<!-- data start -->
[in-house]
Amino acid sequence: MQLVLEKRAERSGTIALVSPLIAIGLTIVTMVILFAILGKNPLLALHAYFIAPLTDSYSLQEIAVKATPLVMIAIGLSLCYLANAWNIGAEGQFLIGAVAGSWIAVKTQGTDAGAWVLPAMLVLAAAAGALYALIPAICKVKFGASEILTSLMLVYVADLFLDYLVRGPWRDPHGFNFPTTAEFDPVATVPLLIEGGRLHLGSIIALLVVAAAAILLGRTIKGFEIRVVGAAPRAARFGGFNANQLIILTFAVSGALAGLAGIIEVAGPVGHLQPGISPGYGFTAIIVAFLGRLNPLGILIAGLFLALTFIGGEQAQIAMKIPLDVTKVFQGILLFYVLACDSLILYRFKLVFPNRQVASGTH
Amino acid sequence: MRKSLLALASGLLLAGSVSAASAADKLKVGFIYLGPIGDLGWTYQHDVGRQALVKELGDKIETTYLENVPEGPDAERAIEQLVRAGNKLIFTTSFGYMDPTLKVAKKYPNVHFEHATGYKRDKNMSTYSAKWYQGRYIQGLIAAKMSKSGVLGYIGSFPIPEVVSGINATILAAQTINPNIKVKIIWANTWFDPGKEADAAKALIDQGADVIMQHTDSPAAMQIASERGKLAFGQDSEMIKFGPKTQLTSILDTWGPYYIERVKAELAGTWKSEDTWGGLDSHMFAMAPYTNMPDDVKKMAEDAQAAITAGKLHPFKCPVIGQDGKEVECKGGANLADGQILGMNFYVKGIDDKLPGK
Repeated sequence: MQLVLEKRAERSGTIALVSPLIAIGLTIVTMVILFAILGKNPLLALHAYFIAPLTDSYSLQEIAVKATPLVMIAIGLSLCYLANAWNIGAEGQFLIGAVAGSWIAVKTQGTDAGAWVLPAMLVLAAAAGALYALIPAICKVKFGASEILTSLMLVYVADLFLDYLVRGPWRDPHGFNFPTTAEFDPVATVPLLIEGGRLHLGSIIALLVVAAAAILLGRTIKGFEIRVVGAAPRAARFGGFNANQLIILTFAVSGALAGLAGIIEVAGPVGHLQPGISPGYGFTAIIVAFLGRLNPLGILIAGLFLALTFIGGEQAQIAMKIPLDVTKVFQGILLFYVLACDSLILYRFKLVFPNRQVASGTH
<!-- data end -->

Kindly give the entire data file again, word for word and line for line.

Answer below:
[in-house]
Amino acid sequence: MQLVLEKRAERSGTIALVSPLIAIGLTIVTMVILFAILGKNPLLALHAYFIAPLTDSYSLQEIAVKATPLVMIAIGLSLCYLANAWNIGAEGQFLIGAVAGSWIAVKTQGTDAGAWVLPAMLVLAAAAGALYALIPAICKVKFGASEILTSLMLVYVADLFLDYLVRGPWRDPHGFNFPTTAEFDPVATVPLLIEGGRLHLGSIIALLVVAAAAILLGRTIKGFEIRVVGAAPRAARFGGFNANQLIILTFAVSGALAGLAGIIEVAGPVGHLQPGISPGYGFTAIIVAFLGRLNPLGILIAGLFLALTFIGGEQAQIAMKIPLDVTKVFQGILLFYVLACDSLILYRFKLVFPNRQVASGTH
Amino acid sequence: MRKSLLALASGLLLAGSVSAASAADKLKVGFIYLGPIGDLGWTYQHDVGRQALVKELGDKIETTYLENVPEGPDAERAIEQLVRAGNKLIFTTSFGYMDPTLKVAKKYPNVHFEHATGYKRDKNMSTYSAKWYQGRYIQGLIAAKMSKSGVLGYIGSFPIPEVVSGINATILAAQTINPNIKVKIIWANTWFDPGKEADAAKALIDQGADVIMQHTDSPAAMQIASERGKLAFGQDSEMIKFGPKTQLTSILDTWGPYYIERVKAELAGTWKSEDTWGGLDSHMFAMAPYTNMPDDVKKMAEDAQAAITAGKLHPFKCPVIGQDGKEVECKGGANLADGQILGMNFYVKGIDDKLPGK
Repeated sequence: MQLVLEKRAERSGTIALVSPLIAIGLTIVTMVILFAILGKNPLLALHAYFIAPLTDSYSLQEIAVKATPLVMIAIGLSLCYLANAWNIGAEGQFLIGAVAGSWIAVKTQGTDAGAWVLPAMLVLAAAAGALYALIPAICKVKFGASEILTSLMLVYVADLFLDYLVRGPWRDPHGFNFPTTAEFDPVATVPLLIEGGRLHLGSIIALLVVAAAAILLGRTIKGFEIRVVGAAPRAARFGGFNANQLIILTFAVSGALAGLAGIIEVAGPVGHLQPGISPGYGFTAIIVAFLGRLNPLGILIAGLFLALTFIGGEQAQIAMKIPLDVTKVFQGILLFYVLACDSLILYRFKLVFPNRQVASGTH